First, a proviso: I’m probably the least competent among those who wish to quote the Christian Scriptures to settle a question about the church’s stance in relation to a tyrannical government.
While I may have read it from cover to cover in my mid-twenties several times, and taught it book by book for four years as a teaching elder in a Christian fellowship we called Harvest, neither cherry-picking verses here nor there, I don’t think my life today can stand up to its scrutiny. My cats have better chances of being saints than I could ever dream of being.
Thank God for the Savior who is the same yesterday, today and forever.
But just the same I will do it because, well, I can and that they were the ones who started it, and because I find it necessary to the task at hand.
That being said, allow me to cut to the chase. Yesterday, I stumbled upon a meme posted on the timeline of a Facebook site managed by the Police Regional Office 13 (PRO13) of the Philippine National Police (PNP). As part of the government security infrastructure, it is expected of them to support the now controversial and largely despised Anti-Terrorism Bill.
The meme I am referring to says just that, but goes on to quote the Christian Bible, particularly Romans 13:1–2, as the final and unchangeable rationale behind the people’s obedience to the government and the law.
I find it strangely out of whack for a government agency to quote the Letter of Paul the Apostle to the Romans as its defense of a bill believed by many Filipinos to be a tool of state repression.
For one, there is the democratic principle of the separation of the Church and State, meaning, the people’s freedom and power to worship must never infringe on or share in the affairs and power of the State and vice-versa. Article II, Section 6 of the Declaration of Principles and Policies of the 1987 Philippine Constitution says that “The separation of Church and State shall be inviolable.”
We are a republic, not a theocracy.
Likewise, if this particular police agency knew the background of the letter, they would cringe at the mere thought of quoting the said lines because of one crucial fact: Paul’s letter to the Romans was once considered a subversive document.
Why? Because in the first century, Christianity was a banned faith. Any and all who were caught with documents written by any of the apostles — who were writers, by the way — must suffer the wrath and brutality of the Roman emperor’s legions.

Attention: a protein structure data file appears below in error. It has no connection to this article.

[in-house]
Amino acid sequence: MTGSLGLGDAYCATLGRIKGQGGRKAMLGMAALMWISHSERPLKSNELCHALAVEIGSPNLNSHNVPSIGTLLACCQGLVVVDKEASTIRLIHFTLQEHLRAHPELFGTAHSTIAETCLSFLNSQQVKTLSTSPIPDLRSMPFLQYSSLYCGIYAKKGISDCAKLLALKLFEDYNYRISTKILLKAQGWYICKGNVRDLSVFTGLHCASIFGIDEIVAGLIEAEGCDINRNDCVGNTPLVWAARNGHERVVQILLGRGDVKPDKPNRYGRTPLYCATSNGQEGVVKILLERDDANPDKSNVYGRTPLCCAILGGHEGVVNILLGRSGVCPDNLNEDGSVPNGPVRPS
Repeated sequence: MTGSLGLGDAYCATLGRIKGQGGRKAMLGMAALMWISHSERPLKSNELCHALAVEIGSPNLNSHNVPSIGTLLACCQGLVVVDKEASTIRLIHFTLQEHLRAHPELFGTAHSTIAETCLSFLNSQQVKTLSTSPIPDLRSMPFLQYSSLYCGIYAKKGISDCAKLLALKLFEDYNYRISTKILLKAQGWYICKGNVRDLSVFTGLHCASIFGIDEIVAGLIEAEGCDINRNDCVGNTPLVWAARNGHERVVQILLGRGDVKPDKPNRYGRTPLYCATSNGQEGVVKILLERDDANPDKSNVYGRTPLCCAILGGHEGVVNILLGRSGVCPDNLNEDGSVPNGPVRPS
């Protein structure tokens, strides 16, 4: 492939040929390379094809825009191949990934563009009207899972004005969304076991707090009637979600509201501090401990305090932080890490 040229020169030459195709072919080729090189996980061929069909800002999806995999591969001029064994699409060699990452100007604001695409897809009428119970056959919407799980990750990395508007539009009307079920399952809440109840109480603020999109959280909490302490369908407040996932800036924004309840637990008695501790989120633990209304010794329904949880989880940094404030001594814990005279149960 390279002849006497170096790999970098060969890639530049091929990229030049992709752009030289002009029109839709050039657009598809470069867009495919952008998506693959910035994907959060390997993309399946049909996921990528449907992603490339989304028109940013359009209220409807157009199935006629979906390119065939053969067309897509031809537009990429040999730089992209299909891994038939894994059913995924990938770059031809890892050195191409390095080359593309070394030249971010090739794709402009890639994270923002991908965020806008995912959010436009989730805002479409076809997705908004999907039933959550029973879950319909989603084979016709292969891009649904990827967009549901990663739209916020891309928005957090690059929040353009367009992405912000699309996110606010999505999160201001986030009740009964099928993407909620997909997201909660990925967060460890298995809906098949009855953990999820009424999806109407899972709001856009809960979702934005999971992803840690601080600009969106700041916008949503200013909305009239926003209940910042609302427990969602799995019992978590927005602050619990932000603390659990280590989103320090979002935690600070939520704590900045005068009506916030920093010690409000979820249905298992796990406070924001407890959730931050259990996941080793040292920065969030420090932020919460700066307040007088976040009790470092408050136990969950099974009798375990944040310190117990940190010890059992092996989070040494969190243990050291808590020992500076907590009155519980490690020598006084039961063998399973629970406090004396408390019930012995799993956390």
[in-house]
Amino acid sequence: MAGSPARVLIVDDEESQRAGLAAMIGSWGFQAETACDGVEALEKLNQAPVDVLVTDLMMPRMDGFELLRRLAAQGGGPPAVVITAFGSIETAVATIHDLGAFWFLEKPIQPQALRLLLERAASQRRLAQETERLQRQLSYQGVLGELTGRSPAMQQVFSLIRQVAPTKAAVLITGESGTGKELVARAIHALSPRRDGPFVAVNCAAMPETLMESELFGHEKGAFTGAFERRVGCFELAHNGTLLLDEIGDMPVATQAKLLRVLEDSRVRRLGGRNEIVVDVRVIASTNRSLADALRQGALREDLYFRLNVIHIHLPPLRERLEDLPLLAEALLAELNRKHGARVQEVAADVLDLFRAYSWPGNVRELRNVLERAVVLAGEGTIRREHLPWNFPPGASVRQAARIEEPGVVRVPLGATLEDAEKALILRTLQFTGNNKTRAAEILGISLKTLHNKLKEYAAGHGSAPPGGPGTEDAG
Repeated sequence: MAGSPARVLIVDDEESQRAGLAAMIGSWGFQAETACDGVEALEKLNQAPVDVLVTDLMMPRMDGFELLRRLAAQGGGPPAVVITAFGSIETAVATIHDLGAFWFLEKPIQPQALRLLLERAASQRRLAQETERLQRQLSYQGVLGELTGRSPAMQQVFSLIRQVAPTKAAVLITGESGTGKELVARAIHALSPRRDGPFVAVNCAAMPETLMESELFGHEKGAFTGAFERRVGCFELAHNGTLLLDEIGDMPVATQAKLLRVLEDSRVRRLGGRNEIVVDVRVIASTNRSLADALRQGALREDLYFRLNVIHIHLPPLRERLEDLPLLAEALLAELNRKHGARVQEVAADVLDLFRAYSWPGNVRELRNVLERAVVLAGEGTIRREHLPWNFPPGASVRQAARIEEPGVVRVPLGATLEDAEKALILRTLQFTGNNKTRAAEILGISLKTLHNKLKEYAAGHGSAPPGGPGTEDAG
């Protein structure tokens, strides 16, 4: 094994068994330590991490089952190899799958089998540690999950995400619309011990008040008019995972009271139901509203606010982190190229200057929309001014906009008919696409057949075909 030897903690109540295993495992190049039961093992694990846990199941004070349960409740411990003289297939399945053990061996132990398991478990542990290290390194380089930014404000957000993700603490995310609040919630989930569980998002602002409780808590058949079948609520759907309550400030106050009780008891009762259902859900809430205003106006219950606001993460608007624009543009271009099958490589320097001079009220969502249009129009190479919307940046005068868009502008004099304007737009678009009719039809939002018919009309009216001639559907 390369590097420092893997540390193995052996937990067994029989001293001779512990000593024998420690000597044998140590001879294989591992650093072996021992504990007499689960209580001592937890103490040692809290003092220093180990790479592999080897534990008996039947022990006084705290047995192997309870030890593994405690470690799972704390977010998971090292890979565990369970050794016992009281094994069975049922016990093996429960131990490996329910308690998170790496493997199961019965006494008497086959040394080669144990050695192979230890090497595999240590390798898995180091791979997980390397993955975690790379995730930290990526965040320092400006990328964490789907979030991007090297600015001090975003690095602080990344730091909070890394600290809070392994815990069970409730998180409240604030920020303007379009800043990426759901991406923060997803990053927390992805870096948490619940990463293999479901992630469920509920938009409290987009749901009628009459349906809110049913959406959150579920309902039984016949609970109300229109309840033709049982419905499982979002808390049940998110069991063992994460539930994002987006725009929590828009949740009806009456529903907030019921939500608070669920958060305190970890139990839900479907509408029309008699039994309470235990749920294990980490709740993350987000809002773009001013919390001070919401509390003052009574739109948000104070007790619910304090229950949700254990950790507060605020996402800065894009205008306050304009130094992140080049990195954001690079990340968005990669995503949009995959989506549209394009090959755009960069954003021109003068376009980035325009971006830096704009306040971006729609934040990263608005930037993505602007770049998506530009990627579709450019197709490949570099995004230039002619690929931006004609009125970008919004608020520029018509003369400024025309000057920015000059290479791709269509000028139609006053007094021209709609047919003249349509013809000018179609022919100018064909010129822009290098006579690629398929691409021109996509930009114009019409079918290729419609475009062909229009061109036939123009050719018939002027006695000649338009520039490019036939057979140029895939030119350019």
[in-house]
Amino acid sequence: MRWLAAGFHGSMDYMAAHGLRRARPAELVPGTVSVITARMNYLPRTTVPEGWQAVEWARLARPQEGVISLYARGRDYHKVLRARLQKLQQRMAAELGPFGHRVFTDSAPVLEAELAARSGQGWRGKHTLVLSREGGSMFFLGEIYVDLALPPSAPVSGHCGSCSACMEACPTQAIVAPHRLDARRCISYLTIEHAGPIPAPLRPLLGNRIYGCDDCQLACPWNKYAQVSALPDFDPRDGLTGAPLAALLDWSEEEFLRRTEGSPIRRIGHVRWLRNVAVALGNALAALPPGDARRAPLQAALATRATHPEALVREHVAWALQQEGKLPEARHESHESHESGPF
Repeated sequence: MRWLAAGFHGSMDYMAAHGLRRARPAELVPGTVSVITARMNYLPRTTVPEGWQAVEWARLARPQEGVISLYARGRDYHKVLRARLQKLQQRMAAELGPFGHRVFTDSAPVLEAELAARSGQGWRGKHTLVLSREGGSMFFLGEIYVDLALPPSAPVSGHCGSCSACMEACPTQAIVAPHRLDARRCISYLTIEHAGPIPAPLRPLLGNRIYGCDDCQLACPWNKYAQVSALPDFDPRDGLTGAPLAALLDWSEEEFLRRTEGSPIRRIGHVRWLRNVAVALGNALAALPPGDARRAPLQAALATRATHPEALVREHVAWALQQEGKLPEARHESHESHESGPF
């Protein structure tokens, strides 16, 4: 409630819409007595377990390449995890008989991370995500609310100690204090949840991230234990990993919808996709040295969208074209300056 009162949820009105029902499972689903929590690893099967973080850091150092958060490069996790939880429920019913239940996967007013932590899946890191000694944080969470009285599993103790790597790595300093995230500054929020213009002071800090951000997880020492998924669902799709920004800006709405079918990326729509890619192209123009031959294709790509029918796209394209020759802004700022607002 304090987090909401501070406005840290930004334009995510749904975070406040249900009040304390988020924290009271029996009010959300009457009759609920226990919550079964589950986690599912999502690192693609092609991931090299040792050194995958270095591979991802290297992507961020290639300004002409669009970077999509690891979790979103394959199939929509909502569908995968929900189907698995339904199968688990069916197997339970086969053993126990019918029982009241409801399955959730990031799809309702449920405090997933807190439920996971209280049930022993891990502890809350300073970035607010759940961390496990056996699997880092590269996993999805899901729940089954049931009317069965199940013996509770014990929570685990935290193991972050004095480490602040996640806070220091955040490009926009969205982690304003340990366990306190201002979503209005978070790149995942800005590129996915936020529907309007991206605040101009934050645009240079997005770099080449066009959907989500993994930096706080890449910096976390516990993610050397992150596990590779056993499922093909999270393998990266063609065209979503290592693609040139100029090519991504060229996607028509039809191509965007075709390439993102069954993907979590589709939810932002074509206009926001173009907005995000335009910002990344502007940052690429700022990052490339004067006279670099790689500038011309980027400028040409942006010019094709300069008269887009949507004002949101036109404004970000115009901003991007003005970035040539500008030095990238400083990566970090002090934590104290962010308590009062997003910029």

Jesus Christ was believed by the authorities of his day as a coddler of renegades, insurgents and rabble-rousers, and his disciples rebels preaching the good news of the reign of another king. In the ears of the Roman emperor who believed himself to be a descendant of the gods, if not a god himself, what Paul wrote down in his letters were largely treasonous to the crown.
Obviously unaware of the context of Paul’s letter, PRO13 included it in the meme with the intention of defrauding people of their right to critically assess the said bill. Between a bible verse and a constitutional provision, the former would be the best fish hook to drag people by the nose. Seeing that a bible verse would automatically compel the majority, those who don’t know any better, to give up his right to oppose the will of the state, the agency has set the stage “for the kill”.
If they can convince the people that God is on the side of the Duterte regime, that’s more than half the battle won.
But see, that’s just the thing when Bible verses are taken out of context: quoting the first two verses of Romans 13 doesn’t give anyone the complete picture. In Romans 13:4, Paul categorically describes the leader whom God has chosen: “For he is God’s minister to you for good. But if you do evil, be afraid; for he does not bear the sword in vain; for he is God’s minister, an avenger to execute wrath on him who practices evil.”
Here’s a bit of a background. The letter was written three years after the 16-year-old emperor Nero had ascended the throne. There was a change of political guards, compelling Paul to write the letter from Corinth so the church in Rome would know what to do.
The relationship of Christians with the government of Rome had faced a snag when emperor Claudius, the previous potentate, expelled the Jews from the city because of their fight against the Greeks. At the time, Roman authorities did not make any distinction between the Jews and the Christians.
Little did Christians know that seven years later, Rome would burn and emperor Nero would use this event to spark the widespread killings and executions of Christians.
And so Paul wrote Romans 13 under these circumstances, reminding the church that while “there is no authority except that which God has established,” this same authority bears the responsibility of being God’s ministers the way Paul was a minister and servant of Christ.
In the first century church, Christians knew the meaning of Paul’s words: God’s minister. It was the same title with which Paul was bestowed, which he mentioned in Romans 1 during the introduction: “Paul, a servant of Christ Jesus, called to be an apostle and set apart for the gospel of God”.
God’s minister is synonymous to being God’s servant — a follower of the will and words of God. Any and all who defy God’s words and message through the gospel of Christ was not worthy of bearing the title of God’s minister regardless of one’s stature in society and government.
This is why no reader of the Bible should cherry-pick its lines and use the same beyond the context on which it was written. When Paul wrote in the fifth verse that “Therefore, it is necessary to submit to the authorities, not only because of possible punishment but also as a matter of conscience [emphasis mine],” conscience being a believer’s personal awareness of what it right and wrong, then it made perfect sense for Paul to raise the issue of taxes, revenue, but more importantly, respect and honor to whom respect and honor were due.